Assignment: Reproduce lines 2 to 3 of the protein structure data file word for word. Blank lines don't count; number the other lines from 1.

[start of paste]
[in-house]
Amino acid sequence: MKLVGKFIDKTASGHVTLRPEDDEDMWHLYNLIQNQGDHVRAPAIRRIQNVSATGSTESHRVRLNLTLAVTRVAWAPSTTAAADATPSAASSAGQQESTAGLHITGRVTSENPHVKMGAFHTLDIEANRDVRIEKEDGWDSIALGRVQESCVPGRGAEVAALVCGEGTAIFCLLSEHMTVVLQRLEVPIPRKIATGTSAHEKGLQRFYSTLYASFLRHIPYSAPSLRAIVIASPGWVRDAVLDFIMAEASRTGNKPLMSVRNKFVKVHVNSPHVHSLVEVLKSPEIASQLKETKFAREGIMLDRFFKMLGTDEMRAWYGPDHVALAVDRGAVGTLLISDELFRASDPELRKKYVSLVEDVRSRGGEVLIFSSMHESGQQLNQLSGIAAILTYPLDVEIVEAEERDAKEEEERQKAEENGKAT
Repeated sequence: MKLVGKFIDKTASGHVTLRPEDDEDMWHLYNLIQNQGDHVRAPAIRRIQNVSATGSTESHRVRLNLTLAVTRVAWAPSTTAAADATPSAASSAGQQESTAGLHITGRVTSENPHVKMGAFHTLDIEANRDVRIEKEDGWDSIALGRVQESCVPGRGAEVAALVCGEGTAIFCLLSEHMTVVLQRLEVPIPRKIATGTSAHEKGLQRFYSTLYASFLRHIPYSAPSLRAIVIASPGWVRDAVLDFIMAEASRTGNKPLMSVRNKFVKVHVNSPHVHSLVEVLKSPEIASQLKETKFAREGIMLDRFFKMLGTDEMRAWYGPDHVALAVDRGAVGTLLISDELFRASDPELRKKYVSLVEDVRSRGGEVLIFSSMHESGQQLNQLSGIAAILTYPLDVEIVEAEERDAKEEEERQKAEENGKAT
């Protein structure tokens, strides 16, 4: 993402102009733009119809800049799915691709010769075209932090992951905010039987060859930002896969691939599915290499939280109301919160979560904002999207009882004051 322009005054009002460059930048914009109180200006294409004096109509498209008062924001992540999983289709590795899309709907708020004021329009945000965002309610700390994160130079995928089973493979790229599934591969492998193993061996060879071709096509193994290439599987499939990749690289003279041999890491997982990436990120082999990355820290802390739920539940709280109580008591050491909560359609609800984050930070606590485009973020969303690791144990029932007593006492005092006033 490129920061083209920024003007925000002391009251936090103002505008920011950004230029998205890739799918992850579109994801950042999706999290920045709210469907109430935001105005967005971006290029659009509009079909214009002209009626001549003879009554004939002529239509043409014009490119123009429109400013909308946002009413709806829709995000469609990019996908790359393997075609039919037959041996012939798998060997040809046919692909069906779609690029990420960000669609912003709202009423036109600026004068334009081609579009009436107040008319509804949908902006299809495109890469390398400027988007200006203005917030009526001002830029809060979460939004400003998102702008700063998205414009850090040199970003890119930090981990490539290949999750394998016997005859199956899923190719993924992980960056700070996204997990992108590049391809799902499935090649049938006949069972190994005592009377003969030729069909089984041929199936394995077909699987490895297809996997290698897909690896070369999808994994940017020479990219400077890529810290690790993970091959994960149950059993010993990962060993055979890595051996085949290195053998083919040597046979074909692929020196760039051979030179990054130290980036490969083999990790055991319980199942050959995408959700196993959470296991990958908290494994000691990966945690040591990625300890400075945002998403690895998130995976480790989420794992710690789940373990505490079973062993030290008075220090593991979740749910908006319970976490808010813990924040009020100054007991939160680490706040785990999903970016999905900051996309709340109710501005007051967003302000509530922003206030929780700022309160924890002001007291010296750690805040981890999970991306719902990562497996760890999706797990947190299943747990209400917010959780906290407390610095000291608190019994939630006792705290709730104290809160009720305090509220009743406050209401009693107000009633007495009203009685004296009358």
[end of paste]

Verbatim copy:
Amino acid sequence: MKLVGKFIDKTASGHVTLRPEDDEDMWHLYNLIQNQGDHVRAPAIRRIQNVSATGSTESHRVRLNLTLAVTRVAWAPSTTAAADATPSAASSAGQQESTAGLHITGRVTSENPHVKMGAFHTLDIEANRDVRIEKEDGWDSIALGRVQESCVPGRGAEVAALVCGEGTAIFCLLSEHMTVVLQRLEVPIPRKIATGTSAHEKGLQRFYSTLYASFLRHIPYSAPSLRAIVIASPGWVRDAVLDFIMAEASRTGNKPLMSVRNKFVKVHVNSPHVHSLVEVLKSPEIASQLKETKFAREGIMLDRFFKMLGTDEMRAWYGPDHVALAVDRGAVGTLLISDELFRASDPELRKKYVSLVEDVRSRGGEVLIFSSMHESGQQLNQLSGIAAILTYPLDVEIVEAEERDAKEEEERQKAEENGKAT
Repeated sequence: MKLVGKFIDKTASGHVTLRPEDDEDMWHLYNLIQNQGDHVRAPAIRRIQNVSATGSTESHRVRLNLTLAVTRVAWAPSTTAAADATPSAASSAGQQESTAGLHITGRVTSENPHVKMGAFHTLDIEANRDVRIEKEDGWDSIALGRVQESCVPGRGAEVAALVCGEGTAIFCLLSEHMTVVLQRLEVPIPRKIATGTSAHEKGLQRFYSTLYASFLRHIPYSAPSLRAIVIASPGWVRDAVLDFIMAEASRTGNKPLMSVRNKFVKVHVNSPHVHSLVEVLKSPEIASQLKETKFAREGIMLDRFFKMLGTDEMRAWYGPDHVALAVDRGAVGTLLISDELFRASDPELRKKYVSLVEDVRSRGGEVLIFSSMHESGQQLNQLSGIAAILTYPLDVEIVEAEERDAKEEEERQKAEENGKAT